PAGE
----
Written by: TL on 09/05/2015 16:28:52

You wouldn't necessarily guess it upon hearing them for the first time, but North Carolina sextet Alesana are getting to be a grown-up band, arriving now on their fifth full-length album since their debut in 2006. "Confessions" has been announced ahead of its release as the final installment in a trilogy started by the prior two albums "The Emptiness" and "A Place Where The Sun Is Silent", completing the series about the fictional "Annabel" who somehow gets wrapped up in the storylines from various authors that the band's frontman Shawn Milke has been inspired by. First it was Edgar Allan Poe, then it was Dante and his "Inferno" and on "Confessions" Annabel finds herself entangled in Madeleine L'Engle's "Time Quintet" series. If that sounds confusing, wait 'til you hear the music. Hardened Alesana fans will know what to expect, but you still gotta hand it to the band that their melting pot of musical elements is unusual if nothing else.

Most have heard of the term "rock opera", and you could say that Alesana's records of recent years have progressively moved them away from the more direct screamo/metalcore approach of their early records, and over to a progressive "metal musical" style which has dominated particularly "A Place Where The Sun Is Silent" and now "Confessions". Vocalist Dennis Lee and bassist Shane Crump deliver a diverse arsenal of shrieks and growls on top of intense metal instrumentation, yet that's only the foundation on top of which you get pianos, synths, strings, the obligatory female guest vocals by Melissa Milke, and, of course, the by now clearly central singing of ever flamboyant guitarist/pianist/songwriter Shawn Milke. Those are a lot of sounds the band is trying to integrate, and you can bet that your ear canals are going to be full at any given moment listening to "Confessions". For the most part though, the rhythm section keeps the energy level hectic while the guitars, strings and keys create a frantic, cinematic atmosphere for the vocals to play their parts in. Where the band once played mostly by the harsh verse/clean chorus approach, Milke's singing now does by far the most of the work, with the otherwise impressively textured harsh parts merely being injected in small responses.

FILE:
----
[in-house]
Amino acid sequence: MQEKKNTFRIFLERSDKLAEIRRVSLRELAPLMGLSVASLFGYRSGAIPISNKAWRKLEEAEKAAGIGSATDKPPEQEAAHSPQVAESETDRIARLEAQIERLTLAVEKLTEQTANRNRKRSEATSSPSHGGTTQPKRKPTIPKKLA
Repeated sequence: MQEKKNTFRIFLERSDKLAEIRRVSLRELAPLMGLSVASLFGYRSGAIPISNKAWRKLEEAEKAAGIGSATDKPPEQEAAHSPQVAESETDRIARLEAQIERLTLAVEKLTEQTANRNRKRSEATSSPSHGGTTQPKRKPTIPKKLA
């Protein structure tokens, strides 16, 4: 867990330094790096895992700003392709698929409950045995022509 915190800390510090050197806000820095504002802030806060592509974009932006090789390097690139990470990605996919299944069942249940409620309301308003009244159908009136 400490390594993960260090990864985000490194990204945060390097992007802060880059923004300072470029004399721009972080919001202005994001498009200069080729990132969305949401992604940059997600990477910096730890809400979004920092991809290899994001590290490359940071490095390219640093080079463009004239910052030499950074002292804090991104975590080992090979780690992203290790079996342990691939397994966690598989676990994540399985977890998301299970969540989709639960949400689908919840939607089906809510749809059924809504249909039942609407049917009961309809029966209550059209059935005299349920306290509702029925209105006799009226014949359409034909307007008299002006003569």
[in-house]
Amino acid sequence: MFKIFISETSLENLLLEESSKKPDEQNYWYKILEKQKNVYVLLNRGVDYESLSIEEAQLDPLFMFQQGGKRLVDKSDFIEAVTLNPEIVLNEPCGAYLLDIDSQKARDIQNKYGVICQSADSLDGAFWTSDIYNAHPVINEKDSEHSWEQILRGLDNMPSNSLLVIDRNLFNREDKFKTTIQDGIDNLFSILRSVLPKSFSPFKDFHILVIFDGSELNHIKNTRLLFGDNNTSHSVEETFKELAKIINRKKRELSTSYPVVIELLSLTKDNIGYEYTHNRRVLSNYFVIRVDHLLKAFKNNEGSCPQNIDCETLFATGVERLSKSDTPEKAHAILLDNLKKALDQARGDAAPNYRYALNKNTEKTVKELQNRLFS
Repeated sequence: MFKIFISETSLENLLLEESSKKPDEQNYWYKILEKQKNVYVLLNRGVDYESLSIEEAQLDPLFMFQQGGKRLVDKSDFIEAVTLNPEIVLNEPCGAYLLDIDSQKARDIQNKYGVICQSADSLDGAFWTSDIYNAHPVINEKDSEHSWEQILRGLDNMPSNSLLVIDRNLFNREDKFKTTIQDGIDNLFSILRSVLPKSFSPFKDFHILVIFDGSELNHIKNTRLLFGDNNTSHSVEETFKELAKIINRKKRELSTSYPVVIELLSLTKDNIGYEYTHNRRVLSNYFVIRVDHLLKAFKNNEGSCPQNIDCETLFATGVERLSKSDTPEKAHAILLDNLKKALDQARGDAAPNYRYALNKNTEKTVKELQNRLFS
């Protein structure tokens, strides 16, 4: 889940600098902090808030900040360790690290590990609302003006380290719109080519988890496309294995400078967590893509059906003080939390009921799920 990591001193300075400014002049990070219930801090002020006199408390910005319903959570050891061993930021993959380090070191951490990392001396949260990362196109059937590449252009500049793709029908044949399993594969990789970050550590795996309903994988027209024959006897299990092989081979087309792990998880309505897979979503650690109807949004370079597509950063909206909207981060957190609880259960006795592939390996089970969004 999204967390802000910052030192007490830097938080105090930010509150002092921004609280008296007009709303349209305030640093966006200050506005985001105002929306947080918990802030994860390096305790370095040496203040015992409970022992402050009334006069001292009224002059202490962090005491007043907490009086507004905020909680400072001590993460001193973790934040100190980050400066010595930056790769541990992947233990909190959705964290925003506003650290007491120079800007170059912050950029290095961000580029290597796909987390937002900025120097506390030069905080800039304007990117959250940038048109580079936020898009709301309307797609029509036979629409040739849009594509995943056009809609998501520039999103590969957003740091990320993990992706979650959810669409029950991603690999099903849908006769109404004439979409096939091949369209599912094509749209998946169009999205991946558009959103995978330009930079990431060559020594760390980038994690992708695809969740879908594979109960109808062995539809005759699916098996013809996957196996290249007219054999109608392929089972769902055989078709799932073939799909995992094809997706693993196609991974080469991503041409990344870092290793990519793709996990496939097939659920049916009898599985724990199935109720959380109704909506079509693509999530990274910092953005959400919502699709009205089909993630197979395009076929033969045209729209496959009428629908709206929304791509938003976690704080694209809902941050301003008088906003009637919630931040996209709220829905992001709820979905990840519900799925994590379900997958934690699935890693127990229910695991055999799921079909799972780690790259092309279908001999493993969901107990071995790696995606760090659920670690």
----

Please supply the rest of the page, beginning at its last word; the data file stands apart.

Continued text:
The album is strongest in the three songs "Comedy Of Errors", "The Goddess" and "Oh, How The Mighty Have Fallen", the former of which is pretty symptomatic of the record's character as a whole. During its six minutes, the song blazes through more separate parts than you're likely to keep track of, and while Milke delivers a decent vocal hook, it's not quite the kind that sticks for long after the song ends. And that makes you notice that there are no clear instrumental signatures to anchor the track. Considering that Alesana perform with three guitarists, the guitars are generally underpowered on the album, and mostly you can only barely make out that something fairly complex is being played behind the vocals. Instead, the band's instrumental prowess mainly shines in the small interludes that break up the songs' main parts. Here Alesana shows creativity in setting up the creepy mood they are known for, you feel like they've become more about making frantic, yet mainly cinematic atmosphere music with singing on top, instead of having more dynamic back and forth structures between melodious instruments and the various vocalists.

The result is an album where you will feel arrested occasionally, by theatrical bridges or punchy heavy breaks that hint of the band's strength, or by the stronger vocal hooks, such as the ones in "The Goddess" or "Oh, How The Mighty Have Fallen". For much of the record's 56 minute runtime, however, there's just too much going on, and the myriad of ideas crowd each other in arrangements that often feel like they simply advance the plot more than provide striking musical contrast. Consequentially the album is more likely to wear you out and drown its good parts in the clutter, than sweep you up and get you interested in whatever is happening with the desperately confused Annabel. With her trilogy now finished, it feels like the band would be wise to zoom in on their best ideas and pen some more focused and distinct songs on a next release.

Download: Comedy Of Errors; The Goddess; Oh, How The Mighty Have Fallen, Fatal Optimist
For The Fans Of: Crown The Empire, Coheed And Cambria, Silverstein

Release date 21.04.2015
Revival Recordings / Tragic Hero / Warner

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